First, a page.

India hired Accenture Plc, the world’s second-biggest technology-consulting company, to help attract as much as $10 billion of investment in semiconductor manufacturing.
The government is seeking companies that can offer technology expertise and set up fabrication units, Accenture said in a statement yesterday. India, which has no chip factory, wants to meet growing demand for computer hardware and cut its reliance on imports, said Satya Gupta, the Bangalore-based chairman of the India Semiconductor Association.
The South Asian country, which is home to the chip-design units of Intel Corp. and Texas Instruments Inc., is seeking to replicate the success of countries such as Malaysia, Taiwan and China in semiconductor manufacturing. Sales of electronics and computers may surge 31-fold to $400 billion in eight years, according to estimates provided by the Ministry of Information Technology & Communications in New Delhi.
“Setting up factories is critical to the growth of the Indian economy, because demand for electronic goods is growing exponentially every year,” said Gupta. “It’s about time India takes that step forward.”
India is also trying to boost foreign direct investment to bolster flagging economic growth after gross domestic product expanded 5.3 percent in the quarter ended March 31, the slowest pace in nine years. FDI in the 12 months through March rose 35 percent to $46.8 billion from a year earlier, according to data provided by the government.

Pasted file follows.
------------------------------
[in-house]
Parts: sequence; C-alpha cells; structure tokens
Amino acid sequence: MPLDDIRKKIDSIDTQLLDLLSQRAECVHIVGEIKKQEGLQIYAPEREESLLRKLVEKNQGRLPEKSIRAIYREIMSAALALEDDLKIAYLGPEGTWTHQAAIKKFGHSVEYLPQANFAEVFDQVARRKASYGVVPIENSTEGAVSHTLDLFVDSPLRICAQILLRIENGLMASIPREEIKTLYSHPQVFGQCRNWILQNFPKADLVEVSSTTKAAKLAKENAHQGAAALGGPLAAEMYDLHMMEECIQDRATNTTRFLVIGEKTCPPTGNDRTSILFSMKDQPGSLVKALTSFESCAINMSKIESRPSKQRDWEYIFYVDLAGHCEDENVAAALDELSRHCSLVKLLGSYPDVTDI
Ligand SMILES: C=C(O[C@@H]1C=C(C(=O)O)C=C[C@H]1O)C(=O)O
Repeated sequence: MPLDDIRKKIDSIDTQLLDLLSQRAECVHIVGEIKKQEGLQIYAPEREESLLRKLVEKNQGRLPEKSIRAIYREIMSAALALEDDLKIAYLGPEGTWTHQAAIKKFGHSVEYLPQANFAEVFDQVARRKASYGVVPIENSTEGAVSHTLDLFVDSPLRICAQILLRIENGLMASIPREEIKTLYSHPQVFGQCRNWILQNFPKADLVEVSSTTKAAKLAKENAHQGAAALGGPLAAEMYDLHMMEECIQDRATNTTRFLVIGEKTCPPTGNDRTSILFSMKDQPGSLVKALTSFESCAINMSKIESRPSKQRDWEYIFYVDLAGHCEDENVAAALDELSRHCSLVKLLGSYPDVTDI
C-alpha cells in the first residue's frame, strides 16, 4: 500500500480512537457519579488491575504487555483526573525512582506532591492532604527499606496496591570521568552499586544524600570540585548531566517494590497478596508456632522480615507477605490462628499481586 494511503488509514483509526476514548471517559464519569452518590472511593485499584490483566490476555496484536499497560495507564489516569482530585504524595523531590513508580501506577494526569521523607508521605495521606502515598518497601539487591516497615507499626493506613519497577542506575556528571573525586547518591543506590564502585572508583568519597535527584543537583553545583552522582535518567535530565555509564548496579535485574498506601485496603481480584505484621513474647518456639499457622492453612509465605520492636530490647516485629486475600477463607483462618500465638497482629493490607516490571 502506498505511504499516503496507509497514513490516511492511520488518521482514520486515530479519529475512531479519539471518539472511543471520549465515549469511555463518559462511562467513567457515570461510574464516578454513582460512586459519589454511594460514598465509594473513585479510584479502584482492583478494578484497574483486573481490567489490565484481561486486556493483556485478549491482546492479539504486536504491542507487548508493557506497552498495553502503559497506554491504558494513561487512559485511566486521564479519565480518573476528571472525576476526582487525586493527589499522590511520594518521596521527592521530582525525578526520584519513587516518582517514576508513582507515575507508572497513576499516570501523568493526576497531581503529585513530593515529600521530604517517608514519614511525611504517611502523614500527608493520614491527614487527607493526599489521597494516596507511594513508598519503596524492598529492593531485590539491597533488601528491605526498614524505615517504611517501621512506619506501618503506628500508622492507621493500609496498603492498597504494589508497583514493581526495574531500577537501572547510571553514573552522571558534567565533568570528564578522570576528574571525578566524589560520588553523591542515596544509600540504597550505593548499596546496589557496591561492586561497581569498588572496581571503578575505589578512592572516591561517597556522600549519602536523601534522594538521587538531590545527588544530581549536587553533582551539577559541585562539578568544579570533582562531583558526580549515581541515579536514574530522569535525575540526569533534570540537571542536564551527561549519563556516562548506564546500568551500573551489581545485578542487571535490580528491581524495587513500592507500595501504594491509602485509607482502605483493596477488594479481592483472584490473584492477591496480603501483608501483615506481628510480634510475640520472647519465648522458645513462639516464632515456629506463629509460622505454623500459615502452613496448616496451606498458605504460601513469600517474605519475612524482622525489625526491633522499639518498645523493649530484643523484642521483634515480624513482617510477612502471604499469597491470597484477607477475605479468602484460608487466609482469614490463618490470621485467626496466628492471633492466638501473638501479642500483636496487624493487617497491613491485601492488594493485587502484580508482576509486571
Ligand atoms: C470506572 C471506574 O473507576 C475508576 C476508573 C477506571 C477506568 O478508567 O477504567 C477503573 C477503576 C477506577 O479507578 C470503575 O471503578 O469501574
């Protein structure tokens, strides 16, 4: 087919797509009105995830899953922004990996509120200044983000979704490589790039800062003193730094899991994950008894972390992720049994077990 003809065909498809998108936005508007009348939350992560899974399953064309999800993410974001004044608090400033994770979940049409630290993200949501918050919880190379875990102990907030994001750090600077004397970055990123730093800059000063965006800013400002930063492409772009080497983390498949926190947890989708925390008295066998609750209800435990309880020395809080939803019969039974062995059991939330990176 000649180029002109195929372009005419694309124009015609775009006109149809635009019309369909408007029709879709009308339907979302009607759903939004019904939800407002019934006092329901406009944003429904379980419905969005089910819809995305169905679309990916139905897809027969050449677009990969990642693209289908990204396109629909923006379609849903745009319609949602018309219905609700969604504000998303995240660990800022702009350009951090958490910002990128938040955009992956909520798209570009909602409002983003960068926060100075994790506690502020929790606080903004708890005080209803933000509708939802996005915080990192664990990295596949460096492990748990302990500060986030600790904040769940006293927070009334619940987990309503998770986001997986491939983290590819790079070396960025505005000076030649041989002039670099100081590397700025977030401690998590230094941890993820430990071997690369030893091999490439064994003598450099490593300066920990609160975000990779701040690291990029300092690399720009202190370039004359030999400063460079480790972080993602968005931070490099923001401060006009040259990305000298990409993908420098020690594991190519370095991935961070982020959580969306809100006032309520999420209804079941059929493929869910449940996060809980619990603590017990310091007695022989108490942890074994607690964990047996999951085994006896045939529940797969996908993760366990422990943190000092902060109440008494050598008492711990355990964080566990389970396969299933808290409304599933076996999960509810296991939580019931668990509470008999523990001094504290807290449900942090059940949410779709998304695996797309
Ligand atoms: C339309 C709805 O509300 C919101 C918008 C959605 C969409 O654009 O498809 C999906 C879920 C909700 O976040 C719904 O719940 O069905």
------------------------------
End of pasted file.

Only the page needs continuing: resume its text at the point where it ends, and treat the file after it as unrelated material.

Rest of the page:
The global chip market is set to grow 7.2 percent to $322 billion in 2013 and 4.4 percent to $336 billion in 2014, World Semiconductor Trade Statistics said in a statement on its website yesterday.
Accenture will help the Indian government assess companies interested in building fabrication units locally and develop business proposals, according to the statement. Ajay Kumar, a top bureaucrat in the ministry, wasn’t available to comment as he was traveling.
India’s infrastructure, which lags behind those offered by leaders in chip making, may thwart plans by the government, said Kishore Suratkal, a semiconductor analyst with Religare Capital Markets in Hong Kong.
The World Economic Forum ranked the quality of India’s infrastructure at 89 last year, below Kazakhstan and Gambia. About one in four Indians don’t have access to electricity. Roads in the country are ranked worse than Botswana’s by the WEF.
“The biggest shortcoming would be India’s lack of infrastructure, though there’s no dearth of engineering talent,” Suratkal said in a telephone interview. “India has been trying to gain expertise in chip manufacturing for a long time.”